I look back to the kid, who is at this point helping himself to more watermelon. When did he learn to open Tupperware? I try to distract him by pointing toward the dolphins, but he couldn’t care less. Covered from head to toe in sand is no overstatement. The kid is literally coated in nature’s exfoliating scrub. Doubting whether a suit of sand is armor against UV rays, and considering how many times we’ve already washed and re-coated him with sunscreen, we douse him once more in sea water, leave Joker at the beach and return home with our kid.

 

a homemade wedding present

wedding-1Our beautiful friends tied the knot last week. The wedding was delicious, both in a visual and edible way. I could go on for an hour just talking about the food, and I didn’t even get to taste the second half of the multi-course dinner. Instead, my date and I learned a very valuable and hard lesson–

kids do not belong at weddings.

Okay, maybe some kids, but certainly not our ambitious toddler. Not now.

Another couple, also new parents, albeit newer than us, arrived without their bubbly seven month old. Intially we thought it was a bummer that they would leave her at home, but by the end of the night we figured they deserved an award them for being wiser parents.

There is a time and a place for adults only. A wedding with long white tablecloths, glass wear, a  crowded room with guests in short skirts and killer heels is definitely adult only atmosphere. Needless to say we did have a wonderful time and took home some priceless, dark, blurry photos of Rivers chowing down on a loaf of challah the size of his head.

As much as I love dressing up our little dude and treating him like a mini adult, I need to realize that sometimes it may be best to let go, put the kid in comfy pajamas and invite a friend to watch Caillou with him instead of lugging him around like an accessory. Jonathan and I are grown ups. We’ve earned adult-only get togethers. We don’t have to take our kid everywhere just because we’re parents now.

Now onto the wedding present…

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Our newlywed friends are moving from NYC to LA, and are celebrating their honeymoon along the way. This is so genius…

They shipped all of their belongings, including their adorable dachshunds with their families in California. For the next few weeks they will live on the road as they drive along the country to their final destination.

Knowing they will experience more than they’ll be able to remember, we designed this postcard/journal travel kit so that they can document their trip and send each other some love notes along the way. Postcards are tough to find these days, so we included some old (unused) ones to get them started and tools to make their own, including postage stamps.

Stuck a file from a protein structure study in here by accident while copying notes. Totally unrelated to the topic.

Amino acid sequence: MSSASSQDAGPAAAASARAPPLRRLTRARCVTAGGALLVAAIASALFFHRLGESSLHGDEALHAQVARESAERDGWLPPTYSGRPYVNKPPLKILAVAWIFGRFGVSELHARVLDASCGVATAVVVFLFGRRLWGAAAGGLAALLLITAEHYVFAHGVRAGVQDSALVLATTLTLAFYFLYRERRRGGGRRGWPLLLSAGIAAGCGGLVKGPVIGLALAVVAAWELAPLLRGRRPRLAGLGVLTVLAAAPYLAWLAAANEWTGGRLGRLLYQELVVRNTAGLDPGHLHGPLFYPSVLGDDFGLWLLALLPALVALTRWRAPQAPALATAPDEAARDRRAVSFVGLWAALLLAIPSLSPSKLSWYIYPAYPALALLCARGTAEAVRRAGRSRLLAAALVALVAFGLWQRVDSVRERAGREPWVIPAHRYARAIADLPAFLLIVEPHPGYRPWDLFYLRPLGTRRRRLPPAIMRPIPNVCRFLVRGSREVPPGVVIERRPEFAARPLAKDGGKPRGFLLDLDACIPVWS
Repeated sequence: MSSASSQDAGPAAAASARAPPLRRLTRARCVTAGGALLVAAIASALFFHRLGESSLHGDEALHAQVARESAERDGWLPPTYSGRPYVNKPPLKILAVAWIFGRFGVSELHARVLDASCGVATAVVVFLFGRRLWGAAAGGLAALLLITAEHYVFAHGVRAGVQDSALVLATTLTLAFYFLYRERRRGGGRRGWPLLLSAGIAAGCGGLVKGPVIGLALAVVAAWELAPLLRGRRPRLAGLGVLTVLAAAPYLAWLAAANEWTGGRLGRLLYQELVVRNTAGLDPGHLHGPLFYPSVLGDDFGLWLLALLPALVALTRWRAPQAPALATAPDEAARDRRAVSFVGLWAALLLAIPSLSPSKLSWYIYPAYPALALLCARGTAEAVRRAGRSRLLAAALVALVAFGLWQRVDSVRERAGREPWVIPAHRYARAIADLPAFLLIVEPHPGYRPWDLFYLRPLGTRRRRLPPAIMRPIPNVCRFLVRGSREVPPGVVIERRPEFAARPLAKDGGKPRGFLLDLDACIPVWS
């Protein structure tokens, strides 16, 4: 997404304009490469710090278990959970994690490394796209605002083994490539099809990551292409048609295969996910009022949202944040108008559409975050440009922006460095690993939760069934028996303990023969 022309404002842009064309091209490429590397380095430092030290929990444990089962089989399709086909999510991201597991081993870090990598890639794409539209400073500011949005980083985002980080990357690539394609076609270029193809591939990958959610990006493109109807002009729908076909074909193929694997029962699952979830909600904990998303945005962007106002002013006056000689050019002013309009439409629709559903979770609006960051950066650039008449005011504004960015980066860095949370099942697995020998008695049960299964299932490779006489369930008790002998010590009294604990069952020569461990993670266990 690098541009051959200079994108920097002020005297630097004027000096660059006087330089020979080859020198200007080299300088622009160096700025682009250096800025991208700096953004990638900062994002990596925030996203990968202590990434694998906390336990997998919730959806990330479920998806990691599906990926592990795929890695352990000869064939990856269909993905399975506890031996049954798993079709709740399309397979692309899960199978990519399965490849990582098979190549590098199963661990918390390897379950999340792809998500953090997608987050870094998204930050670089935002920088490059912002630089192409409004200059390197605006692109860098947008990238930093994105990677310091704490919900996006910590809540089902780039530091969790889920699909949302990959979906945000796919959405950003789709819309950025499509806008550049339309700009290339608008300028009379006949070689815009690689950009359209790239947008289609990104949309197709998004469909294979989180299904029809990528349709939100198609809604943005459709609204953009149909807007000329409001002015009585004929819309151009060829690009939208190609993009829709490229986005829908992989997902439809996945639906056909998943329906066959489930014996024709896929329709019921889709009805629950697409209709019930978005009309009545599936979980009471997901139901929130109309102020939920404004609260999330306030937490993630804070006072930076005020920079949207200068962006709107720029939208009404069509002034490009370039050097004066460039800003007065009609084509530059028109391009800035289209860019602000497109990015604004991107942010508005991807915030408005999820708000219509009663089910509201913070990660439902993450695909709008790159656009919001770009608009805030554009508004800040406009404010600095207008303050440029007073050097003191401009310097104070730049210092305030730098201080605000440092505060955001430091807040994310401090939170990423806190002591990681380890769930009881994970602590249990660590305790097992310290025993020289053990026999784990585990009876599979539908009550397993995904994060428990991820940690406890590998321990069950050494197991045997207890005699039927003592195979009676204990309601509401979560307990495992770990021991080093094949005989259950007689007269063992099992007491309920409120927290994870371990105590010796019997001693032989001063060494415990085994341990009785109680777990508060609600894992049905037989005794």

The project turned out so cute that I’m determined to make one for us before our next adventure. I’ll have to get their feedback on how well it worked.

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Jonathan totally sewed the travel bag. I’m giving credit where it’s due. Do not get confused with me! I still can’t sew and definitely need a lesson in zippers before I tackle something nice enough to gift. Anyway, I was quite busy enough with my own simple sewing project for the wedding. Check out this little bow tie. Does the fabric look familiar? It’s extra from his quiltbowtie

austin texas t’s {family portrait}

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Remember that trip to Austin we took back in October? Remember that awesome friend who wrote this heartfelt poem about our visit? She is reason enough to move to the great city and now we look the part with Austin t-shirts.

What better motive for a family portrait than gift like this? Not that we need an excuse, but taking a family photo requires some planning.  …cuz one of us doesn’t always like to look directly at the camera.

So thank you, Meredith for this challenge.

austinfamily3Hi Dog.austinfamily4See the camera?austinfamily5It’s right there.austinfamily6See?austinfamily7Dog’s back.austinfamily2Oh hey.

the purple apron

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“Somehow I know we’ll meet again. Not sure quite where and I don’t know just when. You’re in my heart, so until then it’s time for saying goodbye.”
– Muppets Take Manhattan

We said goodbye this week, somewhat reluctantly, to good friends who are moving out of the concrete jungle, in pursuit of a green yard and closer proximity to family. I’ll admit I’m a bit envious

Ok, completely.

It’s tough raising a kid in a one bedroom with no yard and a 30 to 40 minute commute to the nearest patch of grass. I wish them the best and will miss them terribly. There is no other person on the planet with whom I can say our kids shared their first lunch date en utero. Silly, I know. But that mama would agree. My one-year-old, on the other hand, may have no clue that his friend is even gone. Coincidently they moved closer to my in-laws, so play dates will ensue, albeit rarely. It may take Rivers years to figure it out.